Rewriting History: The Dangers of Overcorrection

As we grow, our understanding of what happened to us changes. We gain more information. We develop a more sophisticated and nuanced perspective. We acquire greater sympathy for the other dramatis personae crossing the stage of our flawed lives. An evolution in character and maturity is typical for any adult with a modicum of curiosity and honest insight.

But what happens when we interact with individuals whose highest purpose is to present themselves in the most flattering light possible, no matter how far this takes them from the truth? How do we handle such blatant distortions?

As seen in too many Congressional hearings to count, politicians and bureaucrats are guided by the precept that truth is a flexible concept, a rough approximation of what happened. More often than not, history is written by the victor, so certain inconvenient facts may be glossed over or eliminated. Unsurprisingly, we’ve all done this at one point or another. What becomes tricky for a re-booter is when our pursuit of an objective and fair an understanding collides with the wildly inaccurate but emphatic version someone else espouses. The closer they are to us, the trickier the situation becomes.

What do we do?

Do we speak up and correct them? Do we silently label them crazy or hard core liars? Do we bitterly complain to their shrink? Or, do we counsel ourselves that it doesn’t matter?

How have you handled such scenarios?

I have close, personal, and painful experience with self-serving tellers of revisionist history, which have left me feeling both flabbergasted and angry. But now that I’m neck deep in this re-booting business I force myself to question whether I might be casting the same series of events in an unfair or inaccurate manner. Whether there might be more room for deviation from the narrative than I have previously admitted. Such uncomfortable scrutiny is difficult, but doing so has brought with it certain advantages…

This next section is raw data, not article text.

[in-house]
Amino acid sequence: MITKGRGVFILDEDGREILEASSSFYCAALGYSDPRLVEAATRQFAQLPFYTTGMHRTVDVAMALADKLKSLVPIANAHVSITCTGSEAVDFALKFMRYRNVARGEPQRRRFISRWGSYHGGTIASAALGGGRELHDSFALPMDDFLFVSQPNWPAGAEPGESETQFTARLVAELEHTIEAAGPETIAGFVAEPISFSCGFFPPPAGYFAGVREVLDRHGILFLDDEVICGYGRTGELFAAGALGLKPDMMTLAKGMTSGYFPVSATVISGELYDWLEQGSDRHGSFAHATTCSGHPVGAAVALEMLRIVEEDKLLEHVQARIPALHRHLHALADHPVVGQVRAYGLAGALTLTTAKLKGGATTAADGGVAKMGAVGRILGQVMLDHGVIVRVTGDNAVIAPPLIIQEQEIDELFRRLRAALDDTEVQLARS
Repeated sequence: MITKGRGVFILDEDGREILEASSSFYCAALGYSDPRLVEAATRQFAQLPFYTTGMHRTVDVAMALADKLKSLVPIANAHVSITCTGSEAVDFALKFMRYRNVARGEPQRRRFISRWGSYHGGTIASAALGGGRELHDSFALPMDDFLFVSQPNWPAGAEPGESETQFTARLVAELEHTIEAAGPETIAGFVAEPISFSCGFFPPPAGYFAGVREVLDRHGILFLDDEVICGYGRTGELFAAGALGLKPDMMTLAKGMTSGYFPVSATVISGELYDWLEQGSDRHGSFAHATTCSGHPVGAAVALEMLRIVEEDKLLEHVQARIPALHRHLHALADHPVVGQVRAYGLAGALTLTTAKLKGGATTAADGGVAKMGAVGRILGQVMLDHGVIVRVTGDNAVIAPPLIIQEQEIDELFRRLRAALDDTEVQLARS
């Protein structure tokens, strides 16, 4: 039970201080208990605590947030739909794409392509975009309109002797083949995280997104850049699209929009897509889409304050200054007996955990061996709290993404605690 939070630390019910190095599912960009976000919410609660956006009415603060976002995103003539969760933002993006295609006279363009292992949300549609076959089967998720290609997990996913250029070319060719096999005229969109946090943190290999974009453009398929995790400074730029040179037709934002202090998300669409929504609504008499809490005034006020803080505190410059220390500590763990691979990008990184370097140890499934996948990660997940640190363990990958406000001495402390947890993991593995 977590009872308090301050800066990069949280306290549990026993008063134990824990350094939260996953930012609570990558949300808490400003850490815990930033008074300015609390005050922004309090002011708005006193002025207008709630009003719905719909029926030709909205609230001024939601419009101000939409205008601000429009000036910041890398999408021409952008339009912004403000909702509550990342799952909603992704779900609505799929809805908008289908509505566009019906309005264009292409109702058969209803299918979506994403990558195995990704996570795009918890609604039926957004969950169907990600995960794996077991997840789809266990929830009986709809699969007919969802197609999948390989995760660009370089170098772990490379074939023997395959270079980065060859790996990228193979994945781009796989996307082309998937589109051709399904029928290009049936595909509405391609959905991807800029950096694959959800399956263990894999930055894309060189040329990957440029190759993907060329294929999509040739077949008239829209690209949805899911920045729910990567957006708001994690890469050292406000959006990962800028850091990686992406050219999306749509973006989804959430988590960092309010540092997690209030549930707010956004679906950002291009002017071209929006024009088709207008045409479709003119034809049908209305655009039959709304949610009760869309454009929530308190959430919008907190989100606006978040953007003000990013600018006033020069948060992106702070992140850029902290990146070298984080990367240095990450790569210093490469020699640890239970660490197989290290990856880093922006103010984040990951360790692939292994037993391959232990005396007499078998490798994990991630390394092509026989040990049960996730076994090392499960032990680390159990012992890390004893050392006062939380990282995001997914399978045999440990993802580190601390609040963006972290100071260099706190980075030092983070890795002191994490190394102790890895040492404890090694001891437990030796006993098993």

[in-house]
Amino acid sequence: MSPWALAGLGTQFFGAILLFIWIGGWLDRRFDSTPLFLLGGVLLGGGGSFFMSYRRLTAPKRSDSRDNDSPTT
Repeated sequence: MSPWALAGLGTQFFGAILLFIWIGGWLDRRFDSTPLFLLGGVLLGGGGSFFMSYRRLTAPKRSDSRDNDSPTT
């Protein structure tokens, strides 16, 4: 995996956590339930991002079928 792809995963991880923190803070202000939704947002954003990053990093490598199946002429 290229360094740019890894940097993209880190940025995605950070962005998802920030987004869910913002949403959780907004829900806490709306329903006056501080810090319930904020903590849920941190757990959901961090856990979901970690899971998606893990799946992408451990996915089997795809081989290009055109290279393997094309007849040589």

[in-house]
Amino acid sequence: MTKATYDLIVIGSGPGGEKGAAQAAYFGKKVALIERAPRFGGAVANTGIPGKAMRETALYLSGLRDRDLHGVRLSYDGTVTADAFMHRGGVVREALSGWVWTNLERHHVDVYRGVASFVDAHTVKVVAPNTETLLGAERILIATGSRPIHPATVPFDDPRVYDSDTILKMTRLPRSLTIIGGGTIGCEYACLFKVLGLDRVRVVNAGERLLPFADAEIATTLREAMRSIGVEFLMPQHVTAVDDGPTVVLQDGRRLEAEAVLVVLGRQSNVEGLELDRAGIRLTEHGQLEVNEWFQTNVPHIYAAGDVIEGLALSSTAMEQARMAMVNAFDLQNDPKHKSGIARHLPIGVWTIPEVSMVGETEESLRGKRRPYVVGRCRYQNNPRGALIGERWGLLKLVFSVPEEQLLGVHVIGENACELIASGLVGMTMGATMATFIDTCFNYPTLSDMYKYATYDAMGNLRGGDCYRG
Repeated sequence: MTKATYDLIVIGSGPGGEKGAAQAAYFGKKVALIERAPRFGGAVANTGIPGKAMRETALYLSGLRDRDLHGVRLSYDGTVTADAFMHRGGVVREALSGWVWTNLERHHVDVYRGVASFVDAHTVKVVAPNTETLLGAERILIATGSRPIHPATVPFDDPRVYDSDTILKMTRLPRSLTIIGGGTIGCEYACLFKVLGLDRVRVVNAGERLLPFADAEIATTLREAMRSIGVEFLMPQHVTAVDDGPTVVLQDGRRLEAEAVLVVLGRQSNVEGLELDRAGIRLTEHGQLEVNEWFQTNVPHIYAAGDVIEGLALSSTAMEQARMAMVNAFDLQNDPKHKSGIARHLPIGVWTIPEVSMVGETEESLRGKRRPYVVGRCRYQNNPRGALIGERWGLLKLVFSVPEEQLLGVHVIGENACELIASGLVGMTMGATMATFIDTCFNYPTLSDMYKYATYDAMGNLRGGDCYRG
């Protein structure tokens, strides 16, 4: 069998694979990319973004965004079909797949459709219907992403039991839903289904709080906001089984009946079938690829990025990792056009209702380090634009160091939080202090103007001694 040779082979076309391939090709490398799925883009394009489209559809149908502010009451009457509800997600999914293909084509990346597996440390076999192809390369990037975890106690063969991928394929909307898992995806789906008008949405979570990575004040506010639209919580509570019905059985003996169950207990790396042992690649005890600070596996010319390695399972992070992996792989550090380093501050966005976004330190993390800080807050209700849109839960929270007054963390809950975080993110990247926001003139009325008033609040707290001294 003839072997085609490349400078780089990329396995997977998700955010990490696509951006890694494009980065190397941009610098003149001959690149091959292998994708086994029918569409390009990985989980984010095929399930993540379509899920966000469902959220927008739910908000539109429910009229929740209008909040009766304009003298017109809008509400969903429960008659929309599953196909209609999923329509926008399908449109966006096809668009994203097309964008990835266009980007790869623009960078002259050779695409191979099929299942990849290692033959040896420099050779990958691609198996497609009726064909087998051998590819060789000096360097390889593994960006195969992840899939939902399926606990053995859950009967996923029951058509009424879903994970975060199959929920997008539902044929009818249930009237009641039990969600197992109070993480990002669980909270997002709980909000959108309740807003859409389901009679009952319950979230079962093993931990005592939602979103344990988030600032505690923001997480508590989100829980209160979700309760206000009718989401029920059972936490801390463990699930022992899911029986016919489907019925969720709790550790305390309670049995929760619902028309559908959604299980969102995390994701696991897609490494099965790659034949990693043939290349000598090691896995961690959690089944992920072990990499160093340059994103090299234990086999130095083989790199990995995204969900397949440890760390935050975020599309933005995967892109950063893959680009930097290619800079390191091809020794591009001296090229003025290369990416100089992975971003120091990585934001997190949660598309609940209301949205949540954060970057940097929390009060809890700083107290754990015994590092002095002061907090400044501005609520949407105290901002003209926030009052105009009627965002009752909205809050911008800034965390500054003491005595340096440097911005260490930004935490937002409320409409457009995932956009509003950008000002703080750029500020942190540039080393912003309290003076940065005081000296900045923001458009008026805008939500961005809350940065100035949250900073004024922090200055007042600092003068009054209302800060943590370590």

Because I recognize that I’m vulnerable to interpreting events in my own favor, asking myself these questions has resulted in slowing down my swift and clear condemnations of the other person. Instead of focusing my energies on what was said, I now look behind it to explore why this person said it, why they believe this is so. What is it about their version that helps reduce their anxiety? Their warped perspective serves a very particular purpose (usually related to minimizing all traces of their own responsibility).

For example, when my parents split up, my dad was furious, livid, claimed to be shocked and betrayed, and outright accused us kids of being Benedict Arnolds by supporting our mother in any capacity. He (along with my grandparents and extended family) held firm to this narrative for a good thirty years. They talked of family love and loyalty in the exacting and unforgiving terms of war—I’m not kidding. Words cannot express how awful it was and what a searing impact it has had on my life. One of the main reasons I returned to Washington has been to heal this rift.

These days, my father presents himself as nothing but sweetness and light. Conveniently for him, there is zero recollection of the single minded hatred and rage he perpetuated. No concept of the impacts his behavior had or the gasp inducing unkindnesses of what he used to say. None at all. Tabla rasa. While I am old enough and have had enough therapy to know that I am responsible for my choices and reactions to his behavior, there is a part of me that fumes at his revised self-portrait, blithely unaware of the long term consequences of his actions. To him, I’m just his perplexing but charming daughter who never managed to get married—never once even questioning whether or not his behavior might have something to do with the course I charted.

Of course, it’s wonderful that he now strives to be gentler, more patient, and supportive. All that’s very good and vastly preferable to the alternative. But it’s been done with zero recognition of how he was prior to this… At the end of the day, there’s nothing I can do about it; I’m certainly not going to stir up old resentments by disputing his version of what happened around the divorce—what constructive purpose would that serve? Just so I can witness him experiencing a few moments of devastating guilt before conveniently forgetting it all over again? No. I won’t go there. Not with him and not with others.

Instead, what I can do is 1) remind myself to watch for instances where I start weaving my own fantastical tales, 2) keep in mind that whatever I am hearing from someone else may not be a full picture, and 3) try my best not to get upset. When you think about it, these are pretty good takeaways.

So, where does this leave us in terms of our re-booting journey and today’s post?

Revising history happens to all of us—we are both its victims and its perpetrators. The best a re-booter can do is to strive to be aware of this danger, to have a mature sympathy for its practitioners, and to retain a humility about what it is we think we know. Even when the facts are accurately told, there’s always more to the story

Just how did that cloud get there? Is it a cloud at all?

Just how did that cloud get there? Is it a cloud at all?


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